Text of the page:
Comments for Solo Travel to Goa: One small trip, one giant leap

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Mar 29, 2011
Thank you!
by: Cheri

Wow just put all my fears on the screen in front of me. At 53, I'm really thinking about the whole RTW thing...leaving my job and doing what I've wanted to do for a while now. After a long separation, I'm ready to move on and (this sounds so ridiculous at my age) find me! The things you wrote about are all my fears...along with the whole visa thing....

The good news - you've helped me to realize I CAN do this! Thank you...and happy travels!

Apr 12, 2011
Thank you Di
by: Samantha

Thanks so much for your piece on Goa. I am leaving Australia to backpack my way through India and Europe and I have been tossing up whether I should spend some relaxing time in Goa after a tour of Northern India and if it would be safe for a solo women traveller? You just eased my mind and I will definately be making a stop there. Thanks so much. :)

Oct 06, 2011

You had such an easy ride. When I decided to go to Goa I arrived at my destination to be told that the woman had left who had taken my booking and my money and there wasn't a room for me! I was devastated. Luckily my taxi driver negotiated the address out of the owner of the woman who had run off with my money, we traced her 45 mins later and guess what? She was British! I have no idea what she was playing at but she agreed to put me up in a little apartment.

As I arrived there the man from upstairs popped up to greet me, his name was Desmond. I too was very nervous. I can remember my first question was about finding the beach. Luckily it was within walking distance. I found a place on the beach with the help of Desmond where people my age would hang out. There are lots of older people who return year after year to Goa. It is a very special place.

Apr 03, 2012
was scared, not anymore
by: Laura

Thank You! I can relate to what you said, as you know--but with all the helpful advice I am getting I am way way excited!!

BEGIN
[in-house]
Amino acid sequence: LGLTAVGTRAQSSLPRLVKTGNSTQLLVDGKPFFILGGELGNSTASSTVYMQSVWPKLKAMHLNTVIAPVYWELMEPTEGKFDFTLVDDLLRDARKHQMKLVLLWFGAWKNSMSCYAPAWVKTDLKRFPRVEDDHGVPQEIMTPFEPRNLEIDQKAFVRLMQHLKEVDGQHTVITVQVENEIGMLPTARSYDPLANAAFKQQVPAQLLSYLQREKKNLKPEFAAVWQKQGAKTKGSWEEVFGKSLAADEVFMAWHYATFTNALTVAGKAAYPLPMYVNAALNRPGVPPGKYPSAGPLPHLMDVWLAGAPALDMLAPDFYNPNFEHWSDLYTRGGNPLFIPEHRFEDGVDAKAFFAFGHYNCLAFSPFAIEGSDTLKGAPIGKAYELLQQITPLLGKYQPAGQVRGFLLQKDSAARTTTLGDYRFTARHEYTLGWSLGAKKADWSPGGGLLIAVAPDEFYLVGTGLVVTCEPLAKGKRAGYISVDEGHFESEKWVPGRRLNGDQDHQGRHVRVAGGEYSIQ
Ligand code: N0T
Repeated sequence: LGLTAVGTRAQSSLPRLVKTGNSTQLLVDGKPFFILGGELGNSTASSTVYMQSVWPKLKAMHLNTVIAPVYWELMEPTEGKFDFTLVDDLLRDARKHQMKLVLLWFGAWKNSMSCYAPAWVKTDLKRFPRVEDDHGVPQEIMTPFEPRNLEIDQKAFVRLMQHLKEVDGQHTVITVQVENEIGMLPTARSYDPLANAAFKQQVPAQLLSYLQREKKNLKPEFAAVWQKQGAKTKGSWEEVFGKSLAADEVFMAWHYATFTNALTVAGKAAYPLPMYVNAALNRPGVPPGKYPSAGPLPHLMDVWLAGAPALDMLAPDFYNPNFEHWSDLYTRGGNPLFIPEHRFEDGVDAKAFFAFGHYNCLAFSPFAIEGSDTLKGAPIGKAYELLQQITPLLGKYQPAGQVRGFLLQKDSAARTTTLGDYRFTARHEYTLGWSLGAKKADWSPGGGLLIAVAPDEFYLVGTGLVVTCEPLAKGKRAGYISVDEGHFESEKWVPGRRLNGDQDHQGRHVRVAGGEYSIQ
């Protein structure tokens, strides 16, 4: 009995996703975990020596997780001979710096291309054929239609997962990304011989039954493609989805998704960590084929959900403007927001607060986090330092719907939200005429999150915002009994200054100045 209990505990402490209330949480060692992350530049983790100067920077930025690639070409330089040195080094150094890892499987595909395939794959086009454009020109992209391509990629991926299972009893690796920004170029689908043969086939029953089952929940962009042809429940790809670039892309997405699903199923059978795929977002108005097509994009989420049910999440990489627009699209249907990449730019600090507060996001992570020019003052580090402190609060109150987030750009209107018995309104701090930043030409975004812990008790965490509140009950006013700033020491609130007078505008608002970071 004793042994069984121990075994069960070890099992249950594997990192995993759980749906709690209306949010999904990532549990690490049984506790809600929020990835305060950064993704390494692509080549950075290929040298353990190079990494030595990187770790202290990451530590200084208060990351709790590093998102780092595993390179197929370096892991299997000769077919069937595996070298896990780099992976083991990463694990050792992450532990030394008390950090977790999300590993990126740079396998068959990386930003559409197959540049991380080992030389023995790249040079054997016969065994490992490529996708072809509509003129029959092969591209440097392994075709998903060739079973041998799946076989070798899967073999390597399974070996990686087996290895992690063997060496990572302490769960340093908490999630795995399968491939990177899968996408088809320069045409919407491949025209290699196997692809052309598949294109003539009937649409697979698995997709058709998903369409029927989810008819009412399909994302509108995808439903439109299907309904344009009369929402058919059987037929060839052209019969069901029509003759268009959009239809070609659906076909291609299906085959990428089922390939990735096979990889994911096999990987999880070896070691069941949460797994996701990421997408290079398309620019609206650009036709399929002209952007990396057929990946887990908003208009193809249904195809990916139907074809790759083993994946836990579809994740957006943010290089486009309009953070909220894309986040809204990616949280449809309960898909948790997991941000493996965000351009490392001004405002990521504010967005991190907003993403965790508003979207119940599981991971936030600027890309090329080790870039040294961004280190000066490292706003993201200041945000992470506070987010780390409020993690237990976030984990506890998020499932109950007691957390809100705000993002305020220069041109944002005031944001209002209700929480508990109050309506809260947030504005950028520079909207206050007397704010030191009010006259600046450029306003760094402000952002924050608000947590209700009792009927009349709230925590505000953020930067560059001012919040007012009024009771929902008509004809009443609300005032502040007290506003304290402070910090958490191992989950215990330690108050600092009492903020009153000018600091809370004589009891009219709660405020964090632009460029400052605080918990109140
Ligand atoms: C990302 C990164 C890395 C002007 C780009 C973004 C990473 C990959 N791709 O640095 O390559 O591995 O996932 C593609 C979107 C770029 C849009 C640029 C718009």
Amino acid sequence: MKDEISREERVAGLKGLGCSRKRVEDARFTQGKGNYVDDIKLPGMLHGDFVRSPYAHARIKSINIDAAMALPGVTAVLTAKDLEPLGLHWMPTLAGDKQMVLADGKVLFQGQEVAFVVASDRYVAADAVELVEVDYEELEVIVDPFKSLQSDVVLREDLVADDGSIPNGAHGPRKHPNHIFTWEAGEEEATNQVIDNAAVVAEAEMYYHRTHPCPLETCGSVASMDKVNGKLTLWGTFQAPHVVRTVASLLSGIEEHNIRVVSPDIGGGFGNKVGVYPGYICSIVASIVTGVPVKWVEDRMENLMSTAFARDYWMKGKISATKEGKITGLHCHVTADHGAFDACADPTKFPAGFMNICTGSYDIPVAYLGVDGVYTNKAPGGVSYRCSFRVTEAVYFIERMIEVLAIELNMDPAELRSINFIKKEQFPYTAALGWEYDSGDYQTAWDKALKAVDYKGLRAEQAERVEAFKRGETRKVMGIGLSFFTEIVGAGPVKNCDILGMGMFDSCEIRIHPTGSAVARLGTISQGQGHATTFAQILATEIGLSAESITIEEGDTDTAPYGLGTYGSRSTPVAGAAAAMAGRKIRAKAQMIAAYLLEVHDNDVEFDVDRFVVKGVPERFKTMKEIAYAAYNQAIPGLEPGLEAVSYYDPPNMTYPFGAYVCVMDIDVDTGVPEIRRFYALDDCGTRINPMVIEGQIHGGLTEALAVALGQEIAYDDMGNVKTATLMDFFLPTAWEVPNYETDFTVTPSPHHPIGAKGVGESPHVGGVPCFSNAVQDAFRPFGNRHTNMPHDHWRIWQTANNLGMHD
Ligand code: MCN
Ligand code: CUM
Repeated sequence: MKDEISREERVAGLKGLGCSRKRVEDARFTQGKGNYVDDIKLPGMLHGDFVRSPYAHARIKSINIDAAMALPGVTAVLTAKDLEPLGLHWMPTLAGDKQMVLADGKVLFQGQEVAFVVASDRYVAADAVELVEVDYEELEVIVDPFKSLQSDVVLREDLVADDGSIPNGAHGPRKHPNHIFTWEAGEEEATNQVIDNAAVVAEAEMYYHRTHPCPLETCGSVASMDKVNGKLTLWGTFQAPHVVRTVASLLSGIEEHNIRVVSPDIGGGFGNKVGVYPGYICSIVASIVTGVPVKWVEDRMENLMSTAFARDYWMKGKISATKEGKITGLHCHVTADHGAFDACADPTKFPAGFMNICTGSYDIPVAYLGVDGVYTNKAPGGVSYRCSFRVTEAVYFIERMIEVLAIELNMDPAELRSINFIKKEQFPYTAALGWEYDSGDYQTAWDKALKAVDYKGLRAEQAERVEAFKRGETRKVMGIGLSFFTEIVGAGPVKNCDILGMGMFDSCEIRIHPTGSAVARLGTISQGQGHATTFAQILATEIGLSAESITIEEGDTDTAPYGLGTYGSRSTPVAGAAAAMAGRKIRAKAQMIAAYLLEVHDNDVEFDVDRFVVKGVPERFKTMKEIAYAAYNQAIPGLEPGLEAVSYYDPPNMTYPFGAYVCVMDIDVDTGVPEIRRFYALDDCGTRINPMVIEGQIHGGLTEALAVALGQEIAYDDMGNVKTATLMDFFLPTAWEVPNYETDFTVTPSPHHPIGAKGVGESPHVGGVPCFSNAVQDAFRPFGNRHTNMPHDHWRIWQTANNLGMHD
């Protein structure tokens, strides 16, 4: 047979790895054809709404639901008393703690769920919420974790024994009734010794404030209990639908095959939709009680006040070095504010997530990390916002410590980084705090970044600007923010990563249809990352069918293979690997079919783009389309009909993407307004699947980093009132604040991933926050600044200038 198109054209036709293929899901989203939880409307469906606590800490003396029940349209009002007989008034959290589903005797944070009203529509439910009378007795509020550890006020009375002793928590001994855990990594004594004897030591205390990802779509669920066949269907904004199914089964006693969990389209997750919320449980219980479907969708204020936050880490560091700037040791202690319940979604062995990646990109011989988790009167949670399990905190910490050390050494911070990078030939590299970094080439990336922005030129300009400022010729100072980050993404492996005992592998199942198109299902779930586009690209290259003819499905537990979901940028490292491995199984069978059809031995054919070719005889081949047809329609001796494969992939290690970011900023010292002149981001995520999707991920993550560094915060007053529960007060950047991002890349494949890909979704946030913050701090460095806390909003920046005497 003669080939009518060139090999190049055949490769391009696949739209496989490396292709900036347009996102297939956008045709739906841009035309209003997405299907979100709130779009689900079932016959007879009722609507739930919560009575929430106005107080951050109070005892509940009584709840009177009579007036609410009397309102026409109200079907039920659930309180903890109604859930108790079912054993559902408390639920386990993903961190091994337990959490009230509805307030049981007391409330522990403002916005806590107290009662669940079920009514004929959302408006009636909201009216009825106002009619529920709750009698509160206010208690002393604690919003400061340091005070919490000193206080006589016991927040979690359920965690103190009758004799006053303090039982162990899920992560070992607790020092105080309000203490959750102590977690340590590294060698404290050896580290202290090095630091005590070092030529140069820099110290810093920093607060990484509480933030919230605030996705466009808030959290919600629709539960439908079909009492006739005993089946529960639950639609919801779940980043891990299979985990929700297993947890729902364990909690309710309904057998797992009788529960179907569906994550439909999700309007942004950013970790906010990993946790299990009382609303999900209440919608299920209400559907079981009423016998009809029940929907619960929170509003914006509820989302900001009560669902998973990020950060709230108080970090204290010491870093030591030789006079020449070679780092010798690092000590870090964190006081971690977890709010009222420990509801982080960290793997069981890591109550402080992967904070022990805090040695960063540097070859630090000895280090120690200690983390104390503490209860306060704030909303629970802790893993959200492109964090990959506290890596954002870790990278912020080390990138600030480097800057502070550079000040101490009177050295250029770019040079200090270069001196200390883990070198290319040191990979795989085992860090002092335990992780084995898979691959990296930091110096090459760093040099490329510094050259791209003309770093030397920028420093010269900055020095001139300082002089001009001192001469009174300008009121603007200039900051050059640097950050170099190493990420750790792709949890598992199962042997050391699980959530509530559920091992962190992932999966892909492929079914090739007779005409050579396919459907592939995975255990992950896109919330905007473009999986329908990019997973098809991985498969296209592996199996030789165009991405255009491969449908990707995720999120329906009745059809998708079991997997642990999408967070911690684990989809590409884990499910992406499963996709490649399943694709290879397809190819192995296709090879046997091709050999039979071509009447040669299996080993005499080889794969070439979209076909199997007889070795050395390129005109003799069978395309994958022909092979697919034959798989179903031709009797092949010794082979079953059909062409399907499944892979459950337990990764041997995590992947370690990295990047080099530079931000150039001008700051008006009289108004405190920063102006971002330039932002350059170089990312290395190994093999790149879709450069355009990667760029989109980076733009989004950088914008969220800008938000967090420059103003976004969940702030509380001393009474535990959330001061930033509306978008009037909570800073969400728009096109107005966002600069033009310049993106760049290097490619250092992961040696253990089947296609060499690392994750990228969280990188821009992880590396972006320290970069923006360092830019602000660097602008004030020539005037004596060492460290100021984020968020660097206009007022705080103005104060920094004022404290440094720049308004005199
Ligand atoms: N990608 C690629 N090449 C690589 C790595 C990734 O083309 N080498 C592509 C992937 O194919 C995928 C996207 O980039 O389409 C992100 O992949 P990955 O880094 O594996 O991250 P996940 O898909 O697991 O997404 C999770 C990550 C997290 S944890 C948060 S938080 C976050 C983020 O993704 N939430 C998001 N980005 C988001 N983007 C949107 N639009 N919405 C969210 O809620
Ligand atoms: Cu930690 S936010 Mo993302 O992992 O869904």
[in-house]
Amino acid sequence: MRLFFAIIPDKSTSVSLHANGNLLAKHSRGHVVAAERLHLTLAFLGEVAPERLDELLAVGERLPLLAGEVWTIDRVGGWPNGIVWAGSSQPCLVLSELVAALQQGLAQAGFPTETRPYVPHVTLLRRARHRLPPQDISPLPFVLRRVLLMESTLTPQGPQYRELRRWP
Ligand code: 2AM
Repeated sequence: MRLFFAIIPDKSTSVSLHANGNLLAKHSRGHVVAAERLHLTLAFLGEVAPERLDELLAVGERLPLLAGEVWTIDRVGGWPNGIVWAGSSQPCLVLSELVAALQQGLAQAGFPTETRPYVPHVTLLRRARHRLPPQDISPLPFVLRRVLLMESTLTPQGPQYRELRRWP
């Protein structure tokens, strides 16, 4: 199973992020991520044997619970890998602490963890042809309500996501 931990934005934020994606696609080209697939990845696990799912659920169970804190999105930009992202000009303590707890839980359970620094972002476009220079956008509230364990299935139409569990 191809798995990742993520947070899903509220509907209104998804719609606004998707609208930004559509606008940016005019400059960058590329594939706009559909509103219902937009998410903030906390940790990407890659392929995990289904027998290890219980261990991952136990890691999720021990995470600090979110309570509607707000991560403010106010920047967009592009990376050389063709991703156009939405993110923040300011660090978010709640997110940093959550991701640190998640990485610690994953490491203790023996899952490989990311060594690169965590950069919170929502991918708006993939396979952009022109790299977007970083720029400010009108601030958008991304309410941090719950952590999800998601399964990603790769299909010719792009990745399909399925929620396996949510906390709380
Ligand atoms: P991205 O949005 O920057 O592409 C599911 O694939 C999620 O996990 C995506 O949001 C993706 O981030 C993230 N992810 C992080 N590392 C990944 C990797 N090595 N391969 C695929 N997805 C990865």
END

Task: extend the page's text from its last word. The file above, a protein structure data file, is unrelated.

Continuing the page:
Thanks for the honest advice about smiling--I can see me putting on that 'I am so cool' face that yes, I might turn people away.

Apr 03, 2012
by: Di

OH how lovely to see this feedback. I just noticed it and am so happy I could help. I'm off to Lombok solo this weekend and hardly nervous at all. Probably more nervous this time as to what the teenagers are getting up to at home alone!!

I'm getting the feeling that life is about to begin (again) for me at 50!

Happy travels ladies :)

Dec 19, 2012
Go for it!
by: Confident traveller

I travelled to Goa for one week in 2010, as a solo female traveller aged 61. I went to Goa for one week and was so proud of myself. The people I met at the hotel were friendly and wonderful. I had no problem. I even made friends with the local shopkeeper and her family and used to sit and talk with them on several evenings.

You should exercise caution after dark, but the traveller in you would give you a gut feeling if anything was wrong.

Go for it and don't look back...having done Goa on my own at my age made me see myself in a different light.

Apr 25, 2013
Traveling Tomorrow to Goa
by: Rahul

I am traveling to Goa Tomorrow (26th April 2013) for 3 days. I will be alone and hoping to meet a lot of new travelers. This is my first time so I am nervous and excited.

Dec 12, 2014
Been to Goa twice and I am a Pensioner!
by: Josie, London

I have visited Goa twice and I am a Female (pensioner). Had a recent trip, just two weeks ago. Lovely place, plenty of friendly people and no need to be afraid.

Keep your wits about you and say you have been there before, enjoy the experience. Wonderful people, great food and overall a great experience . Go for it! Planning my next trip, alone.

Sep 28, 2015
Solo Trip Goa
by: Anonymous

Today 28/09/2015 i am leaving to goa alone. Feeling excited.. will enjoy alot